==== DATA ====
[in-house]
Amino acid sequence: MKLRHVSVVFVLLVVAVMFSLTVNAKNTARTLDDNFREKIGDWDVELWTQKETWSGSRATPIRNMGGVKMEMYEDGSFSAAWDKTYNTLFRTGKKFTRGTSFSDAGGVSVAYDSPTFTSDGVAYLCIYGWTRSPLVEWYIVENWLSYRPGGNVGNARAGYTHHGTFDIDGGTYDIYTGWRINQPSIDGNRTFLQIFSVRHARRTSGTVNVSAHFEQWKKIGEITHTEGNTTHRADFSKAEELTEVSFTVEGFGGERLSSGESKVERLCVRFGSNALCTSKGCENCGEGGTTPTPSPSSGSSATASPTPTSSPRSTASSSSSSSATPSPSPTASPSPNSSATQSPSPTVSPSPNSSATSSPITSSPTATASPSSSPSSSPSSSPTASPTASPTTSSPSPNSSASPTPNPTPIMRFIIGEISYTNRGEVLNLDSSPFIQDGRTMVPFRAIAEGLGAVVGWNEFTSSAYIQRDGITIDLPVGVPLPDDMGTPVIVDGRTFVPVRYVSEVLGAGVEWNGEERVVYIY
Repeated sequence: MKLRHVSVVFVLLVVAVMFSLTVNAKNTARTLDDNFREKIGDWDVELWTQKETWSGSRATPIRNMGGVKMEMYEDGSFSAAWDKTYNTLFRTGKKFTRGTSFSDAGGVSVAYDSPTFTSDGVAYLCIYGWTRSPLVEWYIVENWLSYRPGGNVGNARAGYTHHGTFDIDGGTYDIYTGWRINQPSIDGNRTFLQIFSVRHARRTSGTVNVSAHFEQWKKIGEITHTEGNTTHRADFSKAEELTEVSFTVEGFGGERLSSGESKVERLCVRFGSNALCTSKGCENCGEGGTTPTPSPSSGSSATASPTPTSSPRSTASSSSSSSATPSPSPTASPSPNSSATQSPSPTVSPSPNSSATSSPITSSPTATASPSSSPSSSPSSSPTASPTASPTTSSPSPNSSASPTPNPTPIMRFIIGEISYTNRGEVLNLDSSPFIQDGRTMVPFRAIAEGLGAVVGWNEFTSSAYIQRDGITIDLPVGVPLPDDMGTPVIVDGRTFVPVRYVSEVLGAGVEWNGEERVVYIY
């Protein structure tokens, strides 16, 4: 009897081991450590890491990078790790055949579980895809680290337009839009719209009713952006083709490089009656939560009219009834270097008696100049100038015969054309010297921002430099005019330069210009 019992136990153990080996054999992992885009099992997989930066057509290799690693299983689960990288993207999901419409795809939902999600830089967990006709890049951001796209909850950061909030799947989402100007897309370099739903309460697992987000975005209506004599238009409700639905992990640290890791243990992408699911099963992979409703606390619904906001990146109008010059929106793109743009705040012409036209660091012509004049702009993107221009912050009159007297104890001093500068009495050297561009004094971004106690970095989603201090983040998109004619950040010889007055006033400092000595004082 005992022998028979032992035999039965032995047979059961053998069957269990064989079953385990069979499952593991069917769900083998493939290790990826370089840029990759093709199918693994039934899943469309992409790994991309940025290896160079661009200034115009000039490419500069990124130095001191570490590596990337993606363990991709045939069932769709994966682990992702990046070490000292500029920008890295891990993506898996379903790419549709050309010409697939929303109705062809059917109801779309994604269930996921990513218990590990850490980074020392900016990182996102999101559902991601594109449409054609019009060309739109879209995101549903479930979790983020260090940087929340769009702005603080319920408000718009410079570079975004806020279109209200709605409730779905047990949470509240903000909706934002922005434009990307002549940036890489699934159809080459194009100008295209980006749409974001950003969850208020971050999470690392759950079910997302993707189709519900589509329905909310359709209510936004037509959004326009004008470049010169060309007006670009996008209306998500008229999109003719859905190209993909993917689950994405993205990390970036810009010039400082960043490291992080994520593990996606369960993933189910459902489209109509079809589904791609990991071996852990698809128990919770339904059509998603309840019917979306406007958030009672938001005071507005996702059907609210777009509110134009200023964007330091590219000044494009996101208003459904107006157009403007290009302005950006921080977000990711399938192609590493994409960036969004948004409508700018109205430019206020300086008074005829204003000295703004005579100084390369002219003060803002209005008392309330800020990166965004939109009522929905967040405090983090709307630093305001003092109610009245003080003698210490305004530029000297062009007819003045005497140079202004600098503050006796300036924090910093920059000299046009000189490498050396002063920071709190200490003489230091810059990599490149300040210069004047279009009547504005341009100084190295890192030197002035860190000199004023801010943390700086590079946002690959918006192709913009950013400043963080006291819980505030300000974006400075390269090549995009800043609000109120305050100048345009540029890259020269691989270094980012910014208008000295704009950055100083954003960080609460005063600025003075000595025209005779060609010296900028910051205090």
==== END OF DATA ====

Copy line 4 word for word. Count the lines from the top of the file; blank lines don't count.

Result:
């Protein structure tokens, strides 16, 4: 009897081991450590890491990078790790055949579980895809680290337009839009719209009713952006083709490089009656939560009219009834270097008696100049100038015969054309010297921002430099005019330069210009 019992136990153990080996054999992992885009099992997989930066057509290799690693299983689960990288993207999901419409795809939902999600830089967990006709890049951001796209909850950061909030799947989402100007897309370099739903309460697992987000975005209506004599238009409700639905992990640290890791243990992408699911099963992979409703606390619904906001990146109008010059929106793109743009705040012409036209660091012509004049702009993107221009912050009159007297104890001093500068009495050297561009004094971004106690970095989603201090983040998109004619950040010889007055006033400092000595004082 005992022998028979032992035999039965032995047979059961053998069957269990064989079953385990069979499952593991069917769900083998493939290790990826370089840029990759093709199918693994039934899943469309992409790994991309940025290896160079661009200034115009000039490419500069990124130095001191570490590596990337993606363990991709045939069932769709994966682990992702990046070490000292500029920008890295891990993506898996379903790419549709050309010409697939929303109705062809059917109801779309994604269930996921990513218990590990850490980074020392900016990182996102999101559902991601594109449409054609019009060309739109879209995101549903479930979790983020260090940087929340769009702005603080319920408000718009410079570079975004806020279109209200709605409730779905047990949470509240903000909706934002922005434009990307002549940036890489699934159809080459194009100008295209980006749409974001950003969850208020971050999470690392759950079910997302993707189709519900589509329905909310359709209510936004037509959004326009004008470049010169060309007006670009996008209306998500008229999109003719859905190209993909993917689950994405993205990390970036810009010039400082960043490291992080994520593990996606369960993933189910459902489209109509079809589904791609990991071996852990698809128990919770339904059509998603309840019917979306406007958030009672938001005071507005996702059907609210777009509110134009200023964007330091590219000044494009996101208003459904107006157009403007290009302005950006921080977000990711399938192609590493994409960036969004948004409508700018109205430019206020300086008074005829204003000295703004005579100084390369002219003060803002209005008392309330800020990166965004939109009522929905967040405090983090709307630093305001003092109610009245003080003698210490305004530029000297062009007819003045005497140079202004600098503050006796300036924090910093920059000299046009000189490498050396002063920071709190200490003489230091810059990599490149300040210069004047279009009547504005341009100084190295890192030197002035860190000199004023801010943390700086590079946002690959918006192709913009950013400043963080006291819980505030300000974006400075390269090549995009800043609000109120305050100048345009540029890259020269691989270094980012910014208008000295704009950055100083954003960080609460005063600025003075000595025209005779060609010296900028910051205090």